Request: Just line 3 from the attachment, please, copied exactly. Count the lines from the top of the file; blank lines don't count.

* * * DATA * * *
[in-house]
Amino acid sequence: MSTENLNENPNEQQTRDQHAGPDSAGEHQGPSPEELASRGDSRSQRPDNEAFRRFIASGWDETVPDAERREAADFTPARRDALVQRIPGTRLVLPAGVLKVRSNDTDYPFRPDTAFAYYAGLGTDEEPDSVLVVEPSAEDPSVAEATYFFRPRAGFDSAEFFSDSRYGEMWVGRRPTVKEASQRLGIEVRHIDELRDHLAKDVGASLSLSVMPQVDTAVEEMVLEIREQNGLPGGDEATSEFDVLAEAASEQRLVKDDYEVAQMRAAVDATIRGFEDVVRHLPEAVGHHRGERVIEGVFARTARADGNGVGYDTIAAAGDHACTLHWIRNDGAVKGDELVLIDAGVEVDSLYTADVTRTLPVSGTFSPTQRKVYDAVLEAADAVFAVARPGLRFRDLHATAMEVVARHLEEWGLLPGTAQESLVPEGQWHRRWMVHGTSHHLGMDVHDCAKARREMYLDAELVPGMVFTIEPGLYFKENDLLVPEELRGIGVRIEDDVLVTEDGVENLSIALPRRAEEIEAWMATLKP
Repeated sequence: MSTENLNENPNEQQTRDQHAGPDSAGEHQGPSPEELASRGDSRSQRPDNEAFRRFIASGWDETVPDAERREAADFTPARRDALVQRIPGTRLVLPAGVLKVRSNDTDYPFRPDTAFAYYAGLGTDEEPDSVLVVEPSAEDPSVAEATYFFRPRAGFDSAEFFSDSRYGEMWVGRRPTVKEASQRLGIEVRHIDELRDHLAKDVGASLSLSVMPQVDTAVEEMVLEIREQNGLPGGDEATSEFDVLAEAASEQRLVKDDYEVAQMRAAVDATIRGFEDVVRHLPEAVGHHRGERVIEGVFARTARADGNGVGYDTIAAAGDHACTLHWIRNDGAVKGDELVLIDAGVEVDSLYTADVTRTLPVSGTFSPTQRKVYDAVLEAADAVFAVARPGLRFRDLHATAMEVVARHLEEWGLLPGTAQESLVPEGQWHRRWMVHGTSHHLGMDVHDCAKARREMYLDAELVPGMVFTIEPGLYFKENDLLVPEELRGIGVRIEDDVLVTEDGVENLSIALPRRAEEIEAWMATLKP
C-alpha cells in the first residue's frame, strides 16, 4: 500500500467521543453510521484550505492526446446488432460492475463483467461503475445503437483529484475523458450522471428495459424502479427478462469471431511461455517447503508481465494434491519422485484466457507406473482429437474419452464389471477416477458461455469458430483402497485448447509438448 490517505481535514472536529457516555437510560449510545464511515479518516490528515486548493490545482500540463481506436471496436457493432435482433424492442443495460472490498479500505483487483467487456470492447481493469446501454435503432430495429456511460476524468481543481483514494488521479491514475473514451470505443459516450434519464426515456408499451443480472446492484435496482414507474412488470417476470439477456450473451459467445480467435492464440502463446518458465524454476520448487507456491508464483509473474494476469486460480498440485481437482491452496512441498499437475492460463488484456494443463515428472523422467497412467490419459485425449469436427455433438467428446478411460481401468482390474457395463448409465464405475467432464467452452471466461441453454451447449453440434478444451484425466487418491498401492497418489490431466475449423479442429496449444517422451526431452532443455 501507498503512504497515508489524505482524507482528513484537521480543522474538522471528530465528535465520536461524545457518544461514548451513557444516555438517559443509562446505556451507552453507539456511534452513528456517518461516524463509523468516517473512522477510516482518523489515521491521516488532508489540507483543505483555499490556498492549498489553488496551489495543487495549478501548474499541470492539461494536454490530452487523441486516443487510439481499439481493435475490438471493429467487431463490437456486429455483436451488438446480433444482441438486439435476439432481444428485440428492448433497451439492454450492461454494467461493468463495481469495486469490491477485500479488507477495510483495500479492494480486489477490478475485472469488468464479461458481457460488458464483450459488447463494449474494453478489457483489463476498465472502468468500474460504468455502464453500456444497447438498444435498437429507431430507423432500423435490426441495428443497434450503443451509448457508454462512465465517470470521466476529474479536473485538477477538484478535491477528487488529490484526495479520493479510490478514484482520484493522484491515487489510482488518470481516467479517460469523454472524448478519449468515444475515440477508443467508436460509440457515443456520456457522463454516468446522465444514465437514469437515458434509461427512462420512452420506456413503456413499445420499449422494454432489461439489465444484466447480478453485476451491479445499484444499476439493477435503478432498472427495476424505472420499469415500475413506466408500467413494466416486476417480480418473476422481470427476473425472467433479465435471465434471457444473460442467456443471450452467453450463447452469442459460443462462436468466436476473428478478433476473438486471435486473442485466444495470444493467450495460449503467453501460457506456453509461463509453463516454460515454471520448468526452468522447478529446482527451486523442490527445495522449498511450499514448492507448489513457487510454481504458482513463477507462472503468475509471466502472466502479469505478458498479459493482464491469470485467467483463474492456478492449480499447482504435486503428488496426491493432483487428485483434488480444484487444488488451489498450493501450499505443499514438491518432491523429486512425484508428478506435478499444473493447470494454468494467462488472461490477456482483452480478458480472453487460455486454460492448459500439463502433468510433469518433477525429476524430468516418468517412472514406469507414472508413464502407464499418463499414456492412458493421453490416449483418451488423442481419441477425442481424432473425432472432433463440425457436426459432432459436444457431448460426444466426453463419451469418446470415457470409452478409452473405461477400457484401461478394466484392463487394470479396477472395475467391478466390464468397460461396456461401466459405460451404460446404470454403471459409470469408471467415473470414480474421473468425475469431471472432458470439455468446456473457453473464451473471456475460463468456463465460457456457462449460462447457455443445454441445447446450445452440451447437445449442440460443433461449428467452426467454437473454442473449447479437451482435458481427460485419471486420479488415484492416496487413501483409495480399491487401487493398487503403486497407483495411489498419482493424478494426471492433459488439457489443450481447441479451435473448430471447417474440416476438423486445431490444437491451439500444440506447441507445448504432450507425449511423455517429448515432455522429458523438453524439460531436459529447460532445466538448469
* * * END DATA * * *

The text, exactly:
Repeated sequence: MSTENLNENPNEQQTRDQHAGPDSAGEHQGPSPEELASRGDSRSQRPDNEAFRRFIASGWDETVPDAERREAADFTPARRDALVQRIPGTRLVLPAGVLKVRSNDTDYPFRPDTAFAYYAGLGTDEEPDSVLVVEPSAEDPSVAEATYFFRPRAGFDSAEFFSDSRYGEMWVGRRPTVKEASQRLGIEVRHIDELRDHLAKDVGASLSLSVMPQVDTAVEEMVLEIREQNGLPGGDEATSEFDVLAEAASEQRLVKDDYEVAQMRAAVDATIRGFEDVVRHLPEAVGHHRGERVIEGVFARTARADGNGVGYDTIAAAGDHACTLHWIRNDGAVKGDELVLIDAGVEVDSLYTADVTRTLPVSGTFSPTQRKVYDAVLEAADAVFAVARPGLRFRDLHATAMEVVARHLEEWGLLPGTAQESLVPEGQWHRRWMVHGTSHHLGMDVHDCAKARREMYLDAELVPGMVFTIEPGLYFKENDLLVPEELRGIGVRIEDDVLVTEDGVENLSIALPRRAEEIEAWMATLKP